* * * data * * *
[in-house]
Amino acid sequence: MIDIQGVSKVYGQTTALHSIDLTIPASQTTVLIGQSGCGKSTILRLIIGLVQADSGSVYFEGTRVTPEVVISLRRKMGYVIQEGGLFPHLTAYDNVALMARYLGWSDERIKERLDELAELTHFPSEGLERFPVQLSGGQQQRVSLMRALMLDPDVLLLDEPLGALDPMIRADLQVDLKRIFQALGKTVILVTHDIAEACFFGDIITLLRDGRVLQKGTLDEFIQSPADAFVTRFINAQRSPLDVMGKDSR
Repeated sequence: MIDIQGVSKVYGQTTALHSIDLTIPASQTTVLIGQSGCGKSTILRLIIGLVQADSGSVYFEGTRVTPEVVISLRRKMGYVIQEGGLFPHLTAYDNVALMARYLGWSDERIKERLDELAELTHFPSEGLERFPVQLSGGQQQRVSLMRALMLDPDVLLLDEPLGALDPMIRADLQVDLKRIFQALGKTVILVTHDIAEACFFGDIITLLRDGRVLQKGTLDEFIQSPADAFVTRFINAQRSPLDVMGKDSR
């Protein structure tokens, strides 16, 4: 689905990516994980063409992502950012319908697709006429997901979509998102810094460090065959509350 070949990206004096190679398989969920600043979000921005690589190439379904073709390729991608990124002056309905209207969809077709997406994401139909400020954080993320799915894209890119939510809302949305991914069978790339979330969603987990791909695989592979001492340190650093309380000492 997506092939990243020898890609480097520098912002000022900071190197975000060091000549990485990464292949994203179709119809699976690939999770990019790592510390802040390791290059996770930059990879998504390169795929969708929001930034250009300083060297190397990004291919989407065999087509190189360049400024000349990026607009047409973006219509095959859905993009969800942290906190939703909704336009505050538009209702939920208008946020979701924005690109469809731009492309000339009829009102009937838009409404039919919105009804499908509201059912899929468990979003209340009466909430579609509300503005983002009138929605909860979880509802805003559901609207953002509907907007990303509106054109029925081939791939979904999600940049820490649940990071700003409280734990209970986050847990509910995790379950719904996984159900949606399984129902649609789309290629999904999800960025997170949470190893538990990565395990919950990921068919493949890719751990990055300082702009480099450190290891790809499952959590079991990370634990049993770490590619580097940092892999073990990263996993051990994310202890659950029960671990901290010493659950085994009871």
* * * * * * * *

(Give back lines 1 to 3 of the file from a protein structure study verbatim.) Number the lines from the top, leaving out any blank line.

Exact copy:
[in-house]
Amino acid sequence: MIDIQGVSKVYGQTTALHSIDLTIPASQTTVLIGQSGCGKSTILRLIIGLVQADSGSVYFEGTRVTPEVVISLRRKMGYVIQEGGLFPHLTAYDNVALMARYLGWSDERIKERLDELAELTHFPSEGLERFPVQLSGGQQQRVSLMRALMLDPDVLLLDEPLGALDPMIRADLQVDLKRIFQALGKTVILVTHDIAEACFFGDIITLLRDGRVLQKGTLDEFIQSPADAFVTRFINAQRSPLDVMGKDSR
Repeated sequence: MIDIQGVSKVYGQTTALHSIDLTIPASQTTVLIGQSGCGKSTILRLIIGLVQADSGSVYFEGTRVTPEVVISLRRKMGYVIQEGGLFPHLTAYDNVALMARYLGWSDERIKERLDELAELTHFPSEGLERFPVQLSGGQQQRVSLMRALMLDPDVLLLDEPLGALDPMIRADLQVDLKRIFQALGKTVILVTHDIAEACFFGDIITLLRDGRVLQKGTLDEFIQSPADAFVTRFINAQRSPLDVMGKDSR